On December 5, 1897, Charles H. Contoit died in his mansion at No. 728 Fifth Avenue. The New York Times said his estate was “estimated to be worth considerably over $1,000,000.” Lawyers could find no trace of any family of the unmarried man. Almost all of his fortune was left to charity. But first the 75-year old took care of his servants in his will. Martha Finley, “an old servant of the family,” received $2,500 (about $75,000 today); his butler William Cribbens inherited $1,000; and “all the other servants get legacies of $250 each,” reported The Times.
Brothers Edward W. and George W. Scott ran the dry goods commission house of Scott & Co. in the building at the same time. Edward was 70 years old in 1899 and, looking back with a modern view, seems to have been suffering from the first stages of dementia. The condition resulted in a pitiable and potentially dangerous episode.
Edward Scott and his wife lived in the upscale San Remo Hotel. Around 7:30 on Monday evening, November 6, he left the Franklin Street building and headed home. He never arrived.
George Scott searched all the hospitals and ferries “in the belief that he had gone astray in a fit of mental aberration,” but no trace of the old man could be found. Two days passed before, around 9:00 on the morning of November 8, George Scott’s office telephone rang. According to The Sun, “a voice, which Mr. Scott recognized as his brother’s, at the other end of the wire, said: ‘I’m at the Fort Lee ferry. Come and get me.’”
Scott took a friend, John P. Faure, to the Fort Lee ferry terminal on the Manhattan side of the river. They could not find Edward. When police had searched all the telephone booths in the area with no result, a detective took the ferry with the two men to the New Jersey side. There they found Edward Scott sitting in the ferry house.
Saying he was “well known in the dry goods trade, having been in business here for more than forty years,” The Sun reported that “his mind is a blank as to his wanderings.”
He told his family that the last he remembered was riding on a crosstown car that Monday evening. “The next thing he knew was that he was sitting in the ferryhouse at Fort Lee, and his eye had chanced to fall on a story in the paper he was reading about his own disappearance.” At that point he realized he had been lost and called his brother. The newspaper said, “The explanation given of Mr. Scott’s disappearance was that he had become confused as to localities.”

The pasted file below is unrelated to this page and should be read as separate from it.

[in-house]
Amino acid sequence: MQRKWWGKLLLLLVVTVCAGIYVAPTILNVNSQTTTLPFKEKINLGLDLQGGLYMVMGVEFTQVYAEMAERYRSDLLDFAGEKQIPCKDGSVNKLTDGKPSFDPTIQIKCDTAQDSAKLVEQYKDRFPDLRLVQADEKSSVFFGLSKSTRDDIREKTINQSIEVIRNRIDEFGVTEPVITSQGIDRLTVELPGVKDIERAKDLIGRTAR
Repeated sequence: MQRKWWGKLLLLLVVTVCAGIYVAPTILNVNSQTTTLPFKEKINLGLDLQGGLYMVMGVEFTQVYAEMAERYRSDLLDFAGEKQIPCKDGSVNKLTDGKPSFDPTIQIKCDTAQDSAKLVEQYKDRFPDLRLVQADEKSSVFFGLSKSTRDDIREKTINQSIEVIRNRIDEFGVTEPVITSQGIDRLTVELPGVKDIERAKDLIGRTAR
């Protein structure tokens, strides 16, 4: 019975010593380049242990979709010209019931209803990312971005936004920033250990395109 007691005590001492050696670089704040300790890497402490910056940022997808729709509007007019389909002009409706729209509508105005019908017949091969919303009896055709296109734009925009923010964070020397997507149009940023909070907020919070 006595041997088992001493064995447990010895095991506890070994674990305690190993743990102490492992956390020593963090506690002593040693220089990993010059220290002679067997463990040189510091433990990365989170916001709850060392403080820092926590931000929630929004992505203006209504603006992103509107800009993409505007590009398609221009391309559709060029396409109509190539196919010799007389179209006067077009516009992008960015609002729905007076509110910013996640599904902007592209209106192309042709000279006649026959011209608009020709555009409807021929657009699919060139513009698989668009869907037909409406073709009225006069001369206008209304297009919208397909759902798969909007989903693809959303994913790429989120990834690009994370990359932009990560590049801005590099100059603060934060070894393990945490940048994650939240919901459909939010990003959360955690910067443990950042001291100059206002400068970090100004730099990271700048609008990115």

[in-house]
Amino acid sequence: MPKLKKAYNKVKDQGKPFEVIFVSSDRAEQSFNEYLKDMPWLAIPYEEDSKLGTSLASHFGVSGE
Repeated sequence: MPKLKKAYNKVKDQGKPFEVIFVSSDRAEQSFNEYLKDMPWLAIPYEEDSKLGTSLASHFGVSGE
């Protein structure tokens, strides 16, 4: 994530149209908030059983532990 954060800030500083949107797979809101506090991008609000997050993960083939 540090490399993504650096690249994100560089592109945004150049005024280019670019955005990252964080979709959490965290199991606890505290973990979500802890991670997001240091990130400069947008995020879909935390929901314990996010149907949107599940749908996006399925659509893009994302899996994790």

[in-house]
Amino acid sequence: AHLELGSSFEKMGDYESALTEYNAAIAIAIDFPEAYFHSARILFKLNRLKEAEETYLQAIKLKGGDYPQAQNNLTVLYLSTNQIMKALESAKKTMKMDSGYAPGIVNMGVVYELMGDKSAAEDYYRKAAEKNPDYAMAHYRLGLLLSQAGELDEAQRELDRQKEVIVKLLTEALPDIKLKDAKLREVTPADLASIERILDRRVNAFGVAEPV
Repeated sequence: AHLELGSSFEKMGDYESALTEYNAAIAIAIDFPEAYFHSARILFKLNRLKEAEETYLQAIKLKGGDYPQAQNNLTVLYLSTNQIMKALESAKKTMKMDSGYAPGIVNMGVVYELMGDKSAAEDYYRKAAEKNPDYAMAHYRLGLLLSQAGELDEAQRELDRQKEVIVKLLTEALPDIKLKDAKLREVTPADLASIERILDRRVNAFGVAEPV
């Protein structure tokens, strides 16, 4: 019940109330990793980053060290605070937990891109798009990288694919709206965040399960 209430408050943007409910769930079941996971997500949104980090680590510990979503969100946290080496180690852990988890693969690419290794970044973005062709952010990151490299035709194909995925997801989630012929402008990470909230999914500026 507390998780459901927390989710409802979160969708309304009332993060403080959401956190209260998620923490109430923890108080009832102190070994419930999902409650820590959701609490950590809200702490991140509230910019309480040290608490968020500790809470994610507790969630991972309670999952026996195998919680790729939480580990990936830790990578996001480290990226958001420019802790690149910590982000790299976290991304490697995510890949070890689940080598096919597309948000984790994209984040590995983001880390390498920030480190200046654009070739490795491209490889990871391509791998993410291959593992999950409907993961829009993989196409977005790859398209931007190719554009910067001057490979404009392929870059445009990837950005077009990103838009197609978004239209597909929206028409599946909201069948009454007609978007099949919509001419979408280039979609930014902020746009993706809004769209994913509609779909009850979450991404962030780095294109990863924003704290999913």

Earlier that year Charles H. Contoit’s vast real estate holdings were auctioned—much of it in the neighborhood of No. 70-72 Franklin Street. More than a dozen Manhattan buildings and real estate were sold. In January, 1899, The Evening Post Record of Real Estate Sales said the competition was “general and spirited” and that the sale realized $892,250.
Nos. 70-72 Franklin Street was purchased for $128,000 by James B. Haggin, referred to by The Times as “the Western millionaire”; along with several other properties. (Haggin spent $531,000 at the auction.) He had made his fortune in copper and was now making his mark in Manhattan real estate and society. He became well known in horse racing circles, and establish himself and his wife in the former George Crocker mansion at No. 1 East 64th Street.
The building continued to attract white and knit goods firms. By the turn of the century Kotedsilk Underwear Company had its New York office and salesroom here; as did Erlanger Underwear Manufacturing Co. Erlanger scored a coup in August 1906 when it announced it was taking over the B.V.D. underwear operation. “The company retains its selling offices at 70-72 Franklin Street,” noted Men’s Wear magazine.
James B. Haggin died in 1913; but his estate continued to operate the Franklin Street building. In 1914 “the upper part” of the structure was leased to the American Cotton Mills, Co. which had been on Franklin Street for nearly half a century. Two years later Stull, MacCallum, Wilcoxon & Co., dealers in white goods, took the corner store and basement.
The firm focused on the marketing of its Haze o’Dawn brand of voile; while offering “special bargains in colored wash goods, white goods and draperies to meet the demand of the season.” Business was successful enough that on March 8, 1922, it was announced that the Stull, MacCallum, Wilcoxon Co. had taken the entire building “for a term of years.”
In 1928, just prior to the onset of the Great Depression, the architectural firm of Jardine, Hill & Murdock updated the nearly 70-year old building. The upper floors, once mostly factory and office space, were now designated as “showrooms.”
Throughout the rest of the century No. 70-72 Franklin Street continued to house dry goods firms. In 1931 Sichel Company, “linen fabrics,” moved in and in 1933 Brown & Kruger, Inc., linen importers, took the store and basement. In the 1990s, the Manhattan Textile Corporation, import-export firm, filled the building.
By now the Tribeca neighborhood had been discovered and the grand Victorian structures were quickly becoming repurposed. In November, 2009, when the building was listed for $11 million, there were eight residential units in the upper floors and, as always, a store at sidewalk level.
The white marble has been cleaned and restored and, somewhat surprisingly, the first floor storefront survives almost totally intact—including historic wooden double doors at the western end. At some point a rather incongruous but highly attractive colonial entrance was inserted between the cast-iron columns.
Photo credits from top: Daytonian in Manhattan; New-York Tribune; McClure’s Magazine; Daytonian in Manhattan.